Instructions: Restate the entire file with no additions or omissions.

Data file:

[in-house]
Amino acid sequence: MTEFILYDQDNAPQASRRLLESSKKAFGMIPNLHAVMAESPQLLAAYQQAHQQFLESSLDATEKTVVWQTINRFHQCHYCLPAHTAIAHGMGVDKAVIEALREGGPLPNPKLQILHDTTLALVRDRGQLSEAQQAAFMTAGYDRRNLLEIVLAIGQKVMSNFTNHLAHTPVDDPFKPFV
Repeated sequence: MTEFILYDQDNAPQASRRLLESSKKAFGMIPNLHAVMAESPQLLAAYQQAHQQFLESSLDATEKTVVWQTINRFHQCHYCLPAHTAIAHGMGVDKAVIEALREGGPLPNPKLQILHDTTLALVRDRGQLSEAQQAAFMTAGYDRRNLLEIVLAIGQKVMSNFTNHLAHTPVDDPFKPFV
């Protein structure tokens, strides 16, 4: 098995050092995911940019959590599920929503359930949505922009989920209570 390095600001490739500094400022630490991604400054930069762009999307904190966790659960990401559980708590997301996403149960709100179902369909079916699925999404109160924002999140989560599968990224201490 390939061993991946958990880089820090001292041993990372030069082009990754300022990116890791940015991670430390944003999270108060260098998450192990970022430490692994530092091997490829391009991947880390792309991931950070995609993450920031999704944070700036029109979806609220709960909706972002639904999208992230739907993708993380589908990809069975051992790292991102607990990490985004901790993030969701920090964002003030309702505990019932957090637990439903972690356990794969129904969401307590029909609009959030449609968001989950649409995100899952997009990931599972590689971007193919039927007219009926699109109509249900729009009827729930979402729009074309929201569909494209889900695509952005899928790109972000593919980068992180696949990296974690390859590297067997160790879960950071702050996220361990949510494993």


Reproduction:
[in-house]
Amino acid sequence: MTEFILYDQDNAPQASRRLLESSKKAFGMIPNLHAVMAESPQLLAAYQQAHQQFLESSLDATEKTVVWQTINRFHQCHYCLPAHTAIAHGMGVDKAVIEALREGGPLPNPKLQILHDTTLALVRDRGQLSEAQQAAFMTAGYDRRNLLEIVLAIGQKVMSNFTNHLAHTPVDDPFKPFV
Repeated sequence: MTEFILYDQDNAPQASRRLLESSKKAFGMIPNLHAVMAESPQLLAAYQQAHQQFLESSLDATEKTVVWQTINRFHQCHYCLPAHTAIAHGMGVDKAVIEALREGGPLPNPKLQILHDTTLALVRDRGQLSEAQQAAFMTAGYDRRNLLEIVLAIGQKVMSNFTNHLAHTPVDDPFKPFV
């Protein structure tokens, strides 16, 4: 098995050092995911940019959590599920929503359930949505922009989920209570 390095600001490739500094400022630490991604400054930069762009999307904190966790659960990401559980708590997301996403149960709100179902369909079916699925999404109160924002999140989560599968990224201490 390939061993991946958990880089820090001292041993990372030069082009990754300022990116890791940015991670430390944003999270108060260098998450192990970022430490692994530092091997490829391009991947880390792309991931950070995609993450920031999704944070700036029109979806609220709960909706972002639904999208992230739907993708993380589908990809069975051992790292991102607990990490985004901790993030969701920090964002003030309702505990019932957090637990439903972690356990794969129904969401307590029909609009959030449609968001989950649409995100899952997009990931599972590689971007193919039927007219009926699109109509249900729009009827729930979402729009074309929201569909494209889900695509952005899928790109972000593919980068992180696949990296974690390859590297067997160790879960950071702050996220361990949510494993």